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Are too many NHL teams whining about hitting?

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Are too many NHL teams whining about hitting?

If it’s true NHL teams are complaining about Capitals right wing Tom Wilson being a dirty hitter – an assertion made in a story by Elliott Friedman last week – Wilson says no one from the Department of Player Safety has called him on the carpet for it.

But he is beginning to wonder if the NHL is setting a dangerous precedent by placing such an emphasis on hitting.

“I’m all for the league protecting players and taking hits to the head out of the game,” Wilson said over the weekend. “But I consider myself a clean hitter.  I mean, do they really want to take good, hard hits out of the game? I can’t imagine that’s something a guy like Chris Pronger wants to see, right?”

Pronger, a recent Hall of Fame inductee who carved a reputation as one of the league’s most physically intimidating defensemen, is the NHL’s Director of Player Safety. Wilson and Capitals coach Barry Trotz said they have not been contacted by Pronger or anyone else from the NHL about Wilson’s hits.

RELATED: Trotz says Burakovsky needs to 'clear his mind'

Wilson, who leads the Caps with 54 hits, pointed out he was twice voted as the best body checker in the OHL and is concerned he is being unfairly targeted by NHL referees. Trotz strongly defended his 6-foot-4, 215-pound right wing.

“If you watch, he never goes after anybody’s head,” Trotz said. “He tries to go right through their chest. He never tries to get his elbows up. But is he going to hit you? Yeah, he’s a big strong man and he’s going to hit you.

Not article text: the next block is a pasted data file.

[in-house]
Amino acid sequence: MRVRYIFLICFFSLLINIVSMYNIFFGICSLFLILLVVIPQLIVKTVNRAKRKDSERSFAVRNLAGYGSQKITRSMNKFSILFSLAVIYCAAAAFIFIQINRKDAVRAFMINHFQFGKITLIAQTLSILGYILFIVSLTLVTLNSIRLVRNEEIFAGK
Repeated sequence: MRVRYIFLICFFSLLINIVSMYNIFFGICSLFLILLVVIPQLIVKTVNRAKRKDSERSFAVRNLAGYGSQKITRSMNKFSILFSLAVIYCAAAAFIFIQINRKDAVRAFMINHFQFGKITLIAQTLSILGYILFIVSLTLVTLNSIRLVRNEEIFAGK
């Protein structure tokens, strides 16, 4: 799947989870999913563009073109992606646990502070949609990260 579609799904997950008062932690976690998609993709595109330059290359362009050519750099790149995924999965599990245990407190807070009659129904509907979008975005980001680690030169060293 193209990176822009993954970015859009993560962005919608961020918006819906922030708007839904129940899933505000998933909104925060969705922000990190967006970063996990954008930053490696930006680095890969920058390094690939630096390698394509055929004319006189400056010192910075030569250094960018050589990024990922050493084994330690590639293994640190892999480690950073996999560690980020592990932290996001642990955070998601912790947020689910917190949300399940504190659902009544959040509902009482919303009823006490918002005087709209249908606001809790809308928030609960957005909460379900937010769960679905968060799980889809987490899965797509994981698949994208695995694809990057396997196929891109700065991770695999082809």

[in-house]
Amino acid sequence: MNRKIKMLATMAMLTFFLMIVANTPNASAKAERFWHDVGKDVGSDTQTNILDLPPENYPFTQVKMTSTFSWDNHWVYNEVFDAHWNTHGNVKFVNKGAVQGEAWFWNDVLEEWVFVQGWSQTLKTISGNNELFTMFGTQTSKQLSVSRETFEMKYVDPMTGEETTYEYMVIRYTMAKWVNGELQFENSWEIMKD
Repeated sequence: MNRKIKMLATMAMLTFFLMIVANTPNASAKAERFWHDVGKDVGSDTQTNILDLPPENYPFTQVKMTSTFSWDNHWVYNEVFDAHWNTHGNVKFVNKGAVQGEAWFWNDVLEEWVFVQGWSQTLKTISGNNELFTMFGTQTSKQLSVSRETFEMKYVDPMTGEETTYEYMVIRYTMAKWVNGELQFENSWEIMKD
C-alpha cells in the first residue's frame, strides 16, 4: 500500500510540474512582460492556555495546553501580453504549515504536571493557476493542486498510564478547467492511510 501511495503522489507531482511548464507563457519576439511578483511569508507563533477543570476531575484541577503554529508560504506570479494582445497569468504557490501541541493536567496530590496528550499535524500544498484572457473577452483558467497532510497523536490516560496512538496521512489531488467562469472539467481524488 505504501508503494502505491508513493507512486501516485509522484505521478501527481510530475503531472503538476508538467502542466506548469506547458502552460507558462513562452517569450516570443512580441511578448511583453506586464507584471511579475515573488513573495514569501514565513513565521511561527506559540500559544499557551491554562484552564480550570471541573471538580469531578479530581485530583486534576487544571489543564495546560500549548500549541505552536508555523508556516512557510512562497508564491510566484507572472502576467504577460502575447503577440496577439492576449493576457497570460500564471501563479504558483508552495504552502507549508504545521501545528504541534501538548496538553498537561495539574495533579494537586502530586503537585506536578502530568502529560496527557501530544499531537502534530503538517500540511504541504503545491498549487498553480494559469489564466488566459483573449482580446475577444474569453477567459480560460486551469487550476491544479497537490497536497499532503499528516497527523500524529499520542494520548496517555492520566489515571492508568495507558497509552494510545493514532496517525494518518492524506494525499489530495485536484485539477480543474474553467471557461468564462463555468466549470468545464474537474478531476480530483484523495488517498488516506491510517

“I don’t think he hits dirty. I’m not going to throw any other players under the bus, but there’s a lot of guys that I’d say are cheap in some of their stuff. Tom plays tough and he plays hard and he doesn’t play cheap. To me when you’re big and strong like him and he goes through people and he hits hard, other teams don’t have that, so they tend to complain a little more.”

That’s what may have happened following the Caps’ Nov. 12 game against the Flyers, when Wilson accelerated into a check on defenseman Nick Schultz and was called for charging, a penalty he acknowledged was deserved.

Since then Wilson has racked up 19 minutes in penalties over the past four games, including his first fighting major against the Flames’ Brandon Bollig, and a 10-minute misconduct near the end of the Caps’ 7-3 rout of the Colorado Avalanche on Saturday.

But it was a two-minute roughing minor against Dallas Stars forward Antoine Roussel on Thursday night that frustrated Wilson most. Wilson said he was simply defending teammate Michael Latta, who was cross-checked by Roussel, by skating into the scrum and putting a bear hug on Roussel.

“The reason he got the penalty was really plain and simple,” said Trotz, who asked for an explanation from the referee.

“He said if Willy doesn’t go in there he’s not getting a penalty,” Trotz said. “My response was, ‘If you just call the first penalty to Roussel you stop all the cross-checking. He goes, ‘You’re right.’ But I wanted (Wilson) to understand why the referee called that on him when he really didn’t do anything, And that’s how they viewed it. Next time he knows that if he has to engage he can’t be an instigator as a third man in.”

Like Wilson, however, Trotz is concerned the NHL is moving in a direction in which every hit is scrutinized, not only by the league’s player safety department, but by the players themselves.